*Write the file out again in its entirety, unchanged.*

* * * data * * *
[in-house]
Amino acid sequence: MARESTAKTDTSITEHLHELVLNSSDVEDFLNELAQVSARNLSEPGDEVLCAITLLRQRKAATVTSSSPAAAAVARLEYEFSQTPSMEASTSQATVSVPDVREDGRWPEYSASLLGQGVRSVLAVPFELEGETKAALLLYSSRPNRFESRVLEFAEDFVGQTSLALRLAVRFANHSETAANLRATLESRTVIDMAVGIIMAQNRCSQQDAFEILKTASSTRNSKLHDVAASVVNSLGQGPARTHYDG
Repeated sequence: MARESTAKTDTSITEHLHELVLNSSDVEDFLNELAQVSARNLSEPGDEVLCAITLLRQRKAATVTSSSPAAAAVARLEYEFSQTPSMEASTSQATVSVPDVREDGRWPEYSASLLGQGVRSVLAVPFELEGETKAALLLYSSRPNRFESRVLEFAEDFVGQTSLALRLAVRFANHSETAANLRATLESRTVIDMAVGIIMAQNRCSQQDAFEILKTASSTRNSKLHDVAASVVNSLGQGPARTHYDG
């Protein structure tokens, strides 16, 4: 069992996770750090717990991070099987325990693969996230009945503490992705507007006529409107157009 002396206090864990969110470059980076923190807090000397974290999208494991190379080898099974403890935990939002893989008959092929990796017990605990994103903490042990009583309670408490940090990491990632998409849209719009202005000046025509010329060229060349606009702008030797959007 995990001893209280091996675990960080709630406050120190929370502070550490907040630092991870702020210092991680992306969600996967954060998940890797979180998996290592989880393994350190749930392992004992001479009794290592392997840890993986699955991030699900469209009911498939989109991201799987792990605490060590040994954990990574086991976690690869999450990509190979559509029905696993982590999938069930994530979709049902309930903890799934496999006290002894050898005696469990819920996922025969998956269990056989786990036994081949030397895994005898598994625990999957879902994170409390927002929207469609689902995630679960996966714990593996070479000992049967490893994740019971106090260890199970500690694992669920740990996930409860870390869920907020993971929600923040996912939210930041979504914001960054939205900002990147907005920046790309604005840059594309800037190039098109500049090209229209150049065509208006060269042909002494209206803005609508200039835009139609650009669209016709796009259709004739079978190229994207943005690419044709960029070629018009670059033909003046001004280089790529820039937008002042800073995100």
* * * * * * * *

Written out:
[in-house]
Amino acid sequence: MARESTAKTDTSITEHLHELVLNSSDVEDFLNELAQVSARNLSEPGDEVLCAITLLRQRKAATVTSSSPAAAAVARLEYEFSQTPSMEASTSQATVSVPDVREDGRWPEYSASLLGQGVRSVLAVPFELEGETKAALLLYSSRPNRFESRVLEFAEDFVGQTSLALRLAVRFANHSETAANLRATLESRTVIDMAVGIIMAQNRCSQQDAFEILKTASSTRNSKLHDVAASVVNSLGQGPARTHYDG
Repeated sequence: MARESTAKTDTSITEHLHELVLNSSDVEDFLNELAQVSARNLSEPGDEVLCAITLLRQRKAATVTSSSPAAAAVARLEYEFSQTPSMEASTSQATVSVPDVREDGRWPEYSASLLGQGVRSVLAVPFELEGETKAALLLYSSRPNRFESRVLEFAEDFVGQTSLALRLAVRFANHSETAANLRATLESRTVIDMAVGIIMAQNRCSQQDAFEILKTASSTRNSKLHDVAASVVNSLGQGPARTHYDG
């Protein structure tokens, strides 16, 4: 069992996770750090717990991070099987325990693969996230009945503490992705507007006529409107157009 002396206090864990969110470059980076923190807090000397974290999208494991190379080898099974403890935990939002893989008959092929990796017990605990994103903490042990009583309670408490940090990491990632998409849209719009202005000046025509010329060229060349606009702008030797959007 995990001893209280091996675990960080709630406050120190929370502070550490907040630092991870702020210092991680992306969600996967954060998940890797979180998996290592989880393994350190749930392992004992001479009794290592392997840890993986699955991030699900469209009911498939989109991201799987792990605490060590040994954990990574086991976690690869999450990509190979559509029905696993982590999938069930994530979709049902309930903890799934496999006290002894050898005696469990819920996922025969998956269990056989786990036994081949030397895994005898598994625990999957879902994170409390927002929207469609689902995630679960996966714990593996070479000992049967490893994740019971106090260890199970500690694992669920740990996930409860870390869920907020993971929600923040996912939210930041979504914001960054939205900002990147907005920046790309604005840059594309800037190039098109500049090209229209150049065509208006060269042909002494209206803005609508200039835009139609650009669209016709796009259709004739079978190229994207943005690419044709960029070629018009670059033909003046001004280089790529820039937008002042800073995100």